• Help both parties recognise that we are all human; prone to mistakes, failings, fault and foolishness and avoid a blame culture that promotes frustration, resentment aggression and retaliation.
If you would like our help, arrange an appointment where we can discuss your needs and how we may help, please feel free to Contact Us.

Domestic Violence and Spousal Abuse
Domestic violence is largely a hidden crime masked in shame, blame, and fear. It is mostly perpetrated against women and children by men however men can also be victims of other men and occasionally women. This type of abuse can take many forms including:

  • Violent Attacks
  • Sexual Abuse and Rape
  • Restraining and Imprisoning
  • Humiliation
  • Destruction of Property
  • Fear and Intimidation
  • Unreasonable and overbearing Control
  • Emotional manipulation and abuse
  • Neglect

The statistics concerning Domestic violence perpetrated by current or ex partners are unreliable since as a crime it largely goes unreported and only is recorded when police or other agents of the law are involved. If you are in or have been in an abusive relationship Therapy can help you. If you are the perpetrator of abuse Therapy can also help you. Therapy is a safe, non judging relationship in which anyone can work to improve their relationship with themselves, others and the world.

Counselling and Psychotherapy can help

  • Victims
    • Increase self esteem, courage and motivation to change the nature of their relationships or end an abusive relationship.
    • Understand why perhaps there may has been a string of abusive relationships and change the nature of relating to self which may allow or encourage such relationships to form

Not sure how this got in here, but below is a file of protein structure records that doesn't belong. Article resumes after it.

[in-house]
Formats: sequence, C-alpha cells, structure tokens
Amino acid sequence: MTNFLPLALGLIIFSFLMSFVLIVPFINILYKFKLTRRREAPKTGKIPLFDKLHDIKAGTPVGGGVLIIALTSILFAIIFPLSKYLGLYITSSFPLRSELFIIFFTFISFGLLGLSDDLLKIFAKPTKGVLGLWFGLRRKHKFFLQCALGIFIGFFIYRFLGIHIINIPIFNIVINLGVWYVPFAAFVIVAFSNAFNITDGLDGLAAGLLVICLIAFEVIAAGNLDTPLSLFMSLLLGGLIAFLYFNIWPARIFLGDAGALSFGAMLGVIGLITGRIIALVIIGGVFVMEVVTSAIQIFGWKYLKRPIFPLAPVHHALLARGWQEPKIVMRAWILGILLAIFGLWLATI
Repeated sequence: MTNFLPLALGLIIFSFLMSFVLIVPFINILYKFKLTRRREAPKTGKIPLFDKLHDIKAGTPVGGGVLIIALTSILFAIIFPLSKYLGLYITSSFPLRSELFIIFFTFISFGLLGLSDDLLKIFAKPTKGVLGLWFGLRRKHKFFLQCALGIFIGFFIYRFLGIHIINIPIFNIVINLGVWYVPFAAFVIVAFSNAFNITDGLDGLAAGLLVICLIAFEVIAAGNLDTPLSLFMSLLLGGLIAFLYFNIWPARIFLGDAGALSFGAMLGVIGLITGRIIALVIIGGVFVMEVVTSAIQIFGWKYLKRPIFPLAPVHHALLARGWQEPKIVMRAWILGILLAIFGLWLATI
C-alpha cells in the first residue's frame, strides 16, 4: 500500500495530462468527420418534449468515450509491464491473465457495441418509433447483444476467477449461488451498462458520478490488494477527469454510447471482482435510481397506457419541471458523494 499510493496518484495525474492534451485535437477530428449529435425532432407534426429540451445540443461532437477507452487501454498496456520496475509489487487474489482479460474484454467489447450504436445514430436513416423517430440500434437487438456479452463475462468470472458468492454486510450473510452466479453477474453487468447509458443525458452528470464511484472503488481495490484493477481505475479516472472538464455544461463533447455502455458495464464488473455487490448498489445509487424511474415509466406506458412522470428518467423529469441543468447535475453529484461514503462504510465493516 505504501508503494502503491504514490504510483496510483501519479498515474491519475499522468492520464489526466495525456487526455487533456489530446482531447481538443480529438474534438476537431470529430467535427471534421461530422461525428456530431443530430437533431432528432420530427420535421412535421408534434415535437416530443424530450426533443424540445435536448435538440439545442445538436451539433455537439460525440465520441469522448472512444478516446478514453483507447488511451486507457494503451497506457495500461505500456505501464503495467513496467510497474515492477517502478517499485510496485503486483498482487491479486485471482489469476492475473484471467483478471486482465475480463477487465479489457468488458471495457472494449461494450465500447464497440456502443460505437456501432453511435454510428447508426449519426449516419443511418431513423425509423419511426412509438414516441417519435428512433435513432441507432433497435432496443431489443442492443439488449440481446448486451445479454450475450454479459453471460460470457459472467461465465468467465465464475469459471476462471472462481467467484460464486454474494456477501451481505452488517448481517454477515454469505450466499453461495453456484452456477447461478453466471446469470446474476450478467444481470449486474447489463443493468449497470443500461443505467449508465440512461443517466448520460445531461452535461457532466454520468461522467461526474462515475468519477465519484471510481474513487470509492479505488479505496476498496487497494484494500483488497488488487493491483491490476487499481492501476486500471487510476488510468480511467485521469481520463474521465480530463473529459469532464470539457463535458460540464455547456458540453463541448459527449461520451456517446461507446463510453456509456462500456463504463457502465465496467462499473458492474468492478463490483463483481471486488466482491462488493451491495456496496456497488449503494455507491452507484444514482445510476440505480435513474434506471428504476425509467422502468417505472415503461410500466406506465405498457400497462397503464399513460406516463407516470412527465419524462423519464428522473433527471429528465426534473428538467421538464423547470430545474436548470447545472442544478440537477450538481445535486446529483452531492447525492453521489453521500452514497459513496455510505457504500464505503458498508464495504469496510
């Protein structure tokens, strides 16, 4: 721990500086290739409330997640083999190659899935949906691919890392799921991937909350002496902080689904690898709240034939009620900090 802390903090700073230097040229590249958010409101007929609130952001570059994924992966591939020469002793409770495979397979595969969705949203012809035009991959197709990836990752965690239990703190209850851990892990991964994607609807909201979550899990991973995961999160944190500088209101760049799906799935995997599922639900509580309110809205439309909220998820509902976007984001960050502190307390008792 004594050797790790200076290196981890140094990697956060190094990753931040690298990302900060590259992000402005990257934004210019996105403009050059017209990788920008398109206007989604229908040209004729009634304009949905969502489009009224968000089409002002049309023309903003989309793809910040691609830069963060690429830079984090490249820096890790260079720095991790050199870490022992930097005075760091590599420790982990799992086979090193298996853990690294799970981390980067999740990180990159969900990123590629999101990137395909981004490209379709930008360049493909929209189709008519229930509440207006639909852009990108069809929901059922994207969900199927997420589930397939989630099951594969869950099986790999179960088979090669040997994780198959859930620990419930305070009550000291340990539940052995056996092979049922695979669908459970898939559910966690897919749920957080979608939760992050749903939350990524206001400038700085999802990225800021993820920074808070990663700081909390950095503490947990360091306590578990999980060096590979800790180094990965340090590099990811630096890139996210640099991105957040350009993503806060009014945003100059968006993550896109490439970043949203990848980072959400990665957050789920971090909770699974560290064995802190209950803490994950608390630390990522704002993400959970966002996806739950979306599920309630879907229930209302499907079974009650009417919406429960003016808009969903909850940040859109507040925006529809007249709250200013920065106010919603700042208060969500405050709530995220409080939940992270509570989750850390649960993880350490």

• Undo the emotional damage done by abuse or at lease help come to terms with it
    • Raise self-empowerment, self-respect, self-belief, self-reliance, self-esteem courage, resilience, and self-love.
  • Perpetrators
    • Overcome the need to use oppression, abuse and violence as a means of getting needs met
    • Understand what is being expressed through abuse
    • Improve self-respect and self-esteem
    • Find healthy outlets for stress, frustration, anger and resentment and discover the causation behind such feelings and understand, reduce and manage them
    • Improve relational and communication skills
    • Change the perception of what is acceptable behaviour moving away from the cycle of abuse.
  • Children
    • Break the cycle of abuse by helping children understand the true nature of health relationships for themselves and others
    • Provide a safe place to express their emotions, fears, concerns and needs.
    • Improve self esteem and self awareness
    • Provide health and timely outlets for stress and frustration
    • Improve relational and communication skills

Therapy has much to offer with respect to all forms of relational difficulties and there is no need to suffer in silence or live in fear. Please feel free to Contact Us to confidentially discuss your needs.

Loss and Bereavement
At some point in our lives we will all suffer all suffer losses and bereavements. These events are considered ‘common life events’ and as such there is a social expectation that individuals ‘should’, given an amount of time to adjust, be able to simply ‘cope’ with them. However, such losses and changes can have huge impact and can become overwhelming. Counselling and Psychotherapy offer a safe and confidential place in whish to express one’s emotional content and gradually come to terms with events and learn to reinvest in life once more.